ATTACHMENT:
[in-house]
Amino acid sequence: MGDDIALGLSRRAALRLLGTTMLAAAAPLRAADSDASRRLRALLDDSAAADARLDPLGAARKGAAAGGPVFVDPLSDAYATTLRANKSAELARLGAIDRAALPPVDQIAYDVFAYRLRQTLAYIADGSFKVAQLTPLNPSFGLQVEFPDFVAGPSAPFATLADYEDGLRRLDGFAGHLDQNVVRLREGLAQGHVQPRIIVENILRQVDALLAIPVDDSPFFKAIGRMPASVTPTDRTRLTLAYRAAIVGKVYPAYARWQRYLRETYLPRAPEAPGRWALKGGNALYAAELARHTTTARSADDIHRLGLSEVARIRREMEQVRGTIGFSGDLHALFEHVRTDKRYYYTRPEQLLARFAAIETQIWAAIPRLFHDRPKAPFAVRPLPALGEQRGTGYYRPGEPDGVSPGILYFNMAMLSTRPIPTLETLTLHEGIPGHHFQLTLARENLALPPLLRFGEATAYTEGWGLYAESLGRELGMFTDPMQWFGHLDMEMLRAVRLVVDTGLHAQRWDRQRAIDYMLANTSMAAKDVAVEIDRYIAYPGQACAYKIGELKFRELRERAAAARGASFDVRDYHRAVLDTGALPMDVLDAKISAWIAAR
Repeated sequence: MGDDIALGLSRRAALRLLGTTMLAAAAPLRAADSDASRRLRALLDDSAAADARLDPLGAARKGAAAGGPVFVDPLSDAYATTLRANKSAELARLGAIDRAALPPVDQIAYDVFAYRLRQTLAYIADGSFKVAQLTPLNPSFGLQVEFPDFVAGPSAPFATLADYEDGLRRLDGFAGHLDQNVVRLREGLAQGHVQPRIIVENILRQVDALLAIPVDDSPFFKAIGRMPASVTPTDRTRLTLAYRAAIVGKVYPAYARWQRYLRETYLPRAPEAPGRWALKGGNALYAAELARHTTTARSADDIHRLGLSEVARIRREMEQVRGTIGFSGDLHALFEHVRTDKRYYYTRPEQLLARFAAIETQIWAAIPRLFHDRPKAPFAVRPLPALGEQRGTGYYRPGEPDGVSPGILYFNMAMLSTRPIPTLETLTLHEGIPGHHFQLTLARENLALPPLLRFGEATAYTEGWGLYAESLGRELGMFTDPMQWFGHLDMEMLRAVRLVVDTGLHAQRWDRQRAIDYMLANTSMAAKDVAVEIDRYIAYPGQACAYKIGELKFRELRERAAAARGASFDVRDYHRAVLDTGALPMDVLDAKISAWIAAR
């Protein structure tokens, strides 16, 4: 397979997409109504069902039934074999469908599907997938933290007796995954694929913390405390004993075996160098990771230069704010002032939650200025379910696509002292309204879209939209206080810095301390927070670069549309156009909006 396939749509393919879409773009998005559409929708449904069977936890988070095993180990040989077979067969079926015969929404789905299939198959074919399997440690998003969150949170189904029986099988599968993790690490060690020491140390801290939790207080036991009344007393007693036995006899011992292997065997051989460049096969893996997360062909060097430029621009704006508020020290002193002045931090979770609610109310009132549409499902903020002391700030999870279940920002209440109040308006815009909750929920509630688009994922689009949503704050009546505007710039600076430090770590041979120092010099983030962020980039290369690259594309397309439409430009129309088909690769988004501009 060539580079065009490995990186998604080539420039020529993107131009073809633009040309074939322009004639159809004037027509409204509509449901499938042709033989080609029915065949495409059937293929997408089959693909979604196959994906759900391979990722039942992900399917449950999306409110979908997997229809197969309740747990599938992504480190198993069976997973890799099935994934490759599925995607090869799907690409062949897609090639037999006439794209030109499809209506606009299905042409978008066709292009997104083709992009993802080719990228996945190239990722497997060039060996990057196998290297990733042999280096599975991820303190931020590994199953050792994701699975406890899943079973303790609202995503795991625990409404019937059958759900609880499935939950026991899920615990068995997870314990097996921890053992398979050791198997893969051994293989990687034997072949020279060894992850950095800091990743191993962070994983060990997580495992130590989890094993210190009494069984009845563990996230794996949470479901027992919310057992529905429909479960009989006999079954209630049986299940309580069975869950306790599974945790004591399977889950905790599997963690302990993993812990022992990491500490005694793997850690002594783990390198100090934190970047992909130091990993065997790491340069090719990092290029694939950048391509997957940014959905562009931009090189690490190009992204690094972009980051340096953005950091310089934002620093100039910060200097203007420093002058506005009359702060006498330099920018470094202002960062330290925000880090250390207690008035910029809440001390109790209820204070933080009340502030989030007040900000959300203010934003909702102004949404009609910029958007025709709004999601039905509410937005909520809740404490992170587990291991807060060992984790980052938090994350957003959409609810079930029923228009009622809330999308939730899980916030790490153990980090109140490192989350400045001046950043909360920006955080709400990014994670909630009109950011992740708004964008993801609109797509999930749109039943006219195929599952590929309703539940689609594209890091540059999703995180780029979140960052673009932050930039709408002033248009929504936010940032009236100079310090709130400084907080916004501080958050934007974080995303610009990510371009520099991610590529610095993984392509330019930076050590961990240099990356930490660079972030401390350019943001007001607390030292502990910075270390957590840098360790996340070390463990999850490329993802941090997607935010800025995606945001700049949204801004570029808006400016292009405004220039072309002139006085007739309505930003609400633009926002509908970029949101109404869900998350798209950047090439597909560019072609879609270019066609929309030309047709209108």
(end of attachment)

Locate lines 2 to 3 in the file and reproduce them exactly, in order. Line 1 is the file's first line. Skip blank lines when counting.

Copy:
Amino acid sequence: MGDDIALGLSRRAALRLLGTTMLAAAAPLRAADSDASRRLRALLDDSAAADARLDPLGAARKGAAAGGPVFVDPLSDAYATTLRANKSAELARLGAIDRAALPPVDQIAYDVFAYRLRQTLAYIADGSFKVAQLTPLNPSFGLQVEFPDFVAGPSAPFATLADYEDGLRRLDGFAGHLDQNVVRLREGLAQGHVQPRIIVENILRQVDALLAIPVDDSPFFKAIGRMPASVTPTDRTRLTLAYRAAIVGKVYPAYARWQRYLRETYLPRAPEAPGRWALKGGNALYAAELARHTTTARSADDIHRLGLSEVARIRREMEQVRGTIGFSGDLHALFEHVRTDKRYYYTRPEQLLARFAAIETQIWAAIPRLFHDRPKAPFAVRPLPALGEQRGTGYYRPGEPDGVSPGILYFNMAMLSTRPIPTLETLTLHEGIPGHHFQLTLARENLALPPLLRFGEATAYTEGWGLYAESLGRELGMFTDPMQWFGHLDMEMLRAVRLVVDTGLHAQRWDRQRAIDYMLANTSMAAKDVAVEIDRYIAYPGQACAYKIGELKFRELRERAAAARGASFDVRDYHRAVLDTGALPMDVLDAKISAWIAAR
Repeated sequence: MGDDIALGLSRRAALRLLGTTMLAAAAPLRAADSDASRRLRALLDDSAAADARLDPLGAARKGAAAGGPVFVDPLSDAYATTLRANKSAELARLGAIDRAALPPVDQIAYDVFAYRLRQTLAYIADGSFKVAQLTPLNPSFGLQVEFPDFVAGPSAPFATLADYEDGLRRLDGFAGHLDQNVVRLREGLAQGHVQPRIIVENILRQVDALLAIPVDDSPFFKAIGRMPASVTPTDRTRLTLAYRAAIVGKVYPAYARWQRYLRETYLPRAPEAPGRWALKGGNALYAAELARHTTTARSADDIHRLGLSEVARIRREMEQVRGTIGFSGDLHALFEHVRTDKRYYYTRPEQLLARFAAIETQIWAAIPRLFHDRPKAPFAVRPLPALGEQRGTGYYRPGEPDGVSPGILYFNMAMLSTRPIPTLETLTLHEGIPGHHFQLTLARENLALPPLLRFGEATAYTEGWGLYAESLGRELGMFTDPMQWFGHLDMEMLRAVRLVVDTGLHAQRWDRQRAIDYMLANTSMAAKDVAVEIDRYIAYPGQACAYKIGELKFRELRERAAAARGASFDVRDYHRAVLDTGALPMDVLDAKISAWIAAR